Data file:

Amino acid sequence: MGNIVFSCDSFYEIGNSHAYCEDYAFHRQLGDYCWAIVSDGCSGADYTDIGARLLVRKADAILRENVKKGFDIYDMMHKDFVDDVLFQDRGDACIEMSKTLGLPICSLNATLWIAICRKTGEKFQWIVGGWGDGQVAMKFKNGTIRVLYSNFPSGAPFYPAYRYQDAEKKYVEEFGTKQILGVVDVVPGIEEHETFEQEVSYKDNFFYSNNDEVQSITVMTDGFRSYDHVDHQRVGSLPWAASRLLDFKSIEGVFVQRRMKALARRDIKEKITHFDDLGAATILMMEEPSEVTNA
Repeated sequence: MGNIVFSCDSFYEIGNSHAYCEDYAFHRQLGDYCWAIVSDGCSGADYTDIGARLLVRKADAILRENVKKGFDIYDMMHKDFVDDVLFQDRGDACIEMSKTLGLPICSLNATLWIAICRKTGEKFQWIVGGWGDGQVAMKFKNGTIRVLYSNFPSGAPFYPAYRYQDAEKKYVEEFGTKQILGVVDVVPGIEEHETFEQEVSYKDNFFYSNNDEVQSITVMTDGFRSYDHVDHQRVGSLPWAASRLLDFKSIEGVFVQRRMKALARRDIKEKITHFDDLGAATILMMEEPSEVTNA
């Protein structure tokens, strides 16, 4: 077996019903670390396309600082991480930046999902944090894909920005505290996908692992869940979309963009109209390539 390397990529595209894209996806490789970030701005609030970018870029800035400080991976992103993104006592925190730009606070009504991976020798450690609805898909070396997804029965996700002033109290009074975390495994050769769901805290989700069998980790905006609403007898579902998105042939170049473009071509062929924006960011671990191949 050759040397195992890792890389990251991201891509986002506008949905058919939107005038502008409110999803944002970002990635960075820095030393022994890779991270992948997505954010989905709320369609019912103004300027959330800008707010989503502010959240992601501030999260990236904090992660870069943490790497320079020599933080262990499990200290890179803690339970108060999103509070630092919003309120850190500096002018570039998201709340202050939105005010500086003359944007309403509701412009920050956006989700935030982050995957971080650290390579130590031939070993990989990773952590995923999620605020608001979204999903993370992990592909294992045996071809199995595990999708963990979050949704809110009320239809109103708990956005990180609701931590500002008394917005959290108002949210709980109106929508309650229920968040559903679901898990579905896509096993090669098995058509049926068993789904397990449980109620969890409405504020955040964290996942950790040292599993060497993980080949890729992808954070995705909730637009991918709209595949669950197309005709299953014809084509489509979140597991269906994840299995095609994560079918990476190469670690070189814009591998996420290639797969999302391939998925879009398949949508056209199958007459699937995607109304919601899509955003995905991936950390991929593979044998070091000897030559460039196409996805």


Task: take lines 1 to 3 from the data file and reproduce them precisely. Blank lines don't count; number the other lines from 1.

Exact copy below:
Amino acid sequence: MGNIVFSCDSFYEIGNSHAYCEDYAFHRQLGDYCWAIVSDGCSGADYTDIGARLLVRKADAILRENVKKGFDIYDMMHKDFVDDVLFQDRGDACIEMSKTLGLPICSLNATLWIAICRKTGEKFQWIVGGWGDGQVAMKFKNGTIRVLYSNFPSGAPFYPAYRYQDAEKKYVEEFGTKQILGVVDVVPGIEEHETFEQEVSYKDNFFYSNNDEVQSITVMTDGFRSYDHVDHQRVGSLPWAASRLLDFKSIEGVFVQRRMKALARRDIKEKITHFDDLGAATILMMEEPSEVTNA
Repeated sequence: MGNIVFSCDSFYEIGNSHAYCEDYAFHRQLGDYCWAIVSDGCSGADYTDIGARLLVRKADAILRENVKKGFDIYDMMHKDFVDDVLFQDRGDACIEMSKTLGLPICSLNATLWIAICRKTGEKFQWIVGGWGDGQVAMKFKNGTIRVLYSNFPSGAPFYPAYRYQDAEKKYVEEFGTKQILGVVDVVPGIEEHETFEQEVSYKDNFFYSNNDEVQSITVMTDGFRSYDHVDHQRVGSLPWAASRLLDFKSIEGVFVQRRMKALARRDIKEKITHFDDLGAATILMMEEPSEVTNA
């Protein structure tokens, strides 16, 4: 077996019903670390396309600082991480930046999902944090894909920005505290996908692992869940979309963009109209390539 390397990529595209894209996806490789970030701005609030970018870029800035400080991976992103993104006592925190730009606070009504991976020798450690609805898909070396997804029965996700002033109290009074975390495994050769769901805290989700069998980790905006609403007898579902998105042939170049473009071509062929924006960011671990191949 050759040397195992890792890389990251991201891509986002506008949905058919939107005038502008409110999803944002970002990635960075820095030393022994890779991270992948997505954010989905709320369609019912103004300027959330800008707010989503502010959240992601501030999260990236904090992660870069943490790497320079020599933080262990499990200290890179803690339970108060999103509070630092919003309120850190500096002018570039998201709340202050939105005010500086003359944007309403509701412009920050956006989700935030982050995957971080650290390579130590031939070993990989990773952590995923999620605020608001979204999903993370992990592909294992045996071809199995595990999708963990979050949704809110009320239809109103708990956005990180609701931590500002008394917005959290108002949210709980109106929508309650229920968040559903679901898990579905896509096993090669098995058509049926068993789904397990449980109620969890409405504020955040964290996942950790040292599993060497993980080949890729992808954070995705909730637009991918709209595949669950197309005709299953014809084509489509979140597991269906994840299995095609994560079918990476190469670690070189814009591998996420290639797969999302391939998925879009398949949508056209199958007459699937995607109304919601899509955003995905991936950390991929593979044998070091000897030559460039196409996805």